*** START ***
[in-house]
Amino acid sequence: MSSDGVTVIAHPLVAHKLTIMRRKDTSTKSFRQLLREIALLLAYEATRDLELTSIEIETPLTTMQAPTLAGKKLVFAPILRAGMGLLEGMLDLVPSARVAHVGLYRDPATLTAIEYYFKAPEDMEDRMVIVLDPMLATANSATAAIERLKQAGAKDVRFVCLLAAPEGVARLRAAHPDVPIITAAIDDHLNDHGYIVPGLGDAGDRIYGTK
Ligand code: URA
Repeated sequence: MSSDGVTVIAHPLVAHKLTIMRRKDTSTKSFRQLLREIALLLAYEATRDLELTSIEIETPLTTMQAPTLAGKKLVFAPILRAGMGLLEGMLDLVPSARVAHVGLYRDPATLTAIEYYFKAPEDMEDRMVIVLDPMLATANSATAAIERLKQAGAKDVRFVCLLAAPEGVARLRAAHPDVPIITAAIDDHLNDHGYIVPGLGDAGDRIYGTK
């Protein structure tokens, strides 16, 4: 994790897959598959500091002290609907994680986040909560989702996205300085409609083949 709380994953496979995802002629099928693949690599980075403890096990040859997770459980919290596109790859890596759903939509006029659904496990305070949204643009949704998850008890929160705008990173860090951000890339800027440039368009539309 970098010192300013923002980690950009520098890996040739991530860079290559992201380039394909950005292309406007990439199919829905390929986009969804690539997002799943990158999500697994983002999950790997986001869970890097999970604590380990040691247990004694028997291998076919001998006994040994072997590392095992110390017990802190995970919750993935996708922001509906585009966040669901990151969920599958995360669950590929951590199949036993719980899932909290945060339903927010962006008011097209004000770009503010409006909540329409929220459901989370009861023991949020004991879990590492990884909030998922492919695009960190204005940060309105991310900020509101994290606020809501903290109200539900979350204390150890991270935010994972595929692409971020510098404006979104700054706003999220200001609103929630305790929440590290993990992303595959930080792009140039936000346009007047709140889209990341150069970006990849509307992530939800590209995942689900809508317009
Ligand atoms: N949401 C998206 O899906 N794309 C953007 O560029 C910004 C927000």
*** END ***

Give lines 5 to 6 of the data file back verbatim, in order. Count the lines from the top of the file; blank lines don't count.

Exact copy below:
């Protein structure tokens, strides 16, 4: 994790897959598959500091002290609907994680986040909560989702996205300085409609083949 709380994953496979995802002629099928693949690599980075403890096990040859997770459980919290596109790859890596759903939509006029659904496990305070949204643009949704998850008890929160705008990173860090951000890339800027440039368009539309 970098010192300013923002980690950009520098890996040739991530860079290559992201380039394909950005292309406007990439199919829905390929986009969804690539997002799943990158999500697994983002999950790997986001869970890097999970604590380990040691247990004694028997291998076919001998006994040994072997590392095992110390017990802190995970919750993935996708922001509906585009966040669901990151969920599958995360669950590929951590199949036993719980899932909290945060339903927010962006008011097209004000770009503010409006909540329409929220459901989370009861023991949020004991879990590492990884909030998922492919695009960190204005940060309105991310900020509101994290606020809501903290109200539900979350204390150890991270935010994972595929692409971020510098404006979104700054706003999220200001609103929630305790929440590290993990992303595959930080792009140039936000346009007047709140889209990341150069970006990849509307992530939800590209995942689900809508317009
Ligand atoms: N949401 C998206 O899906 N794309 C953007 O560029 C910004 C927000």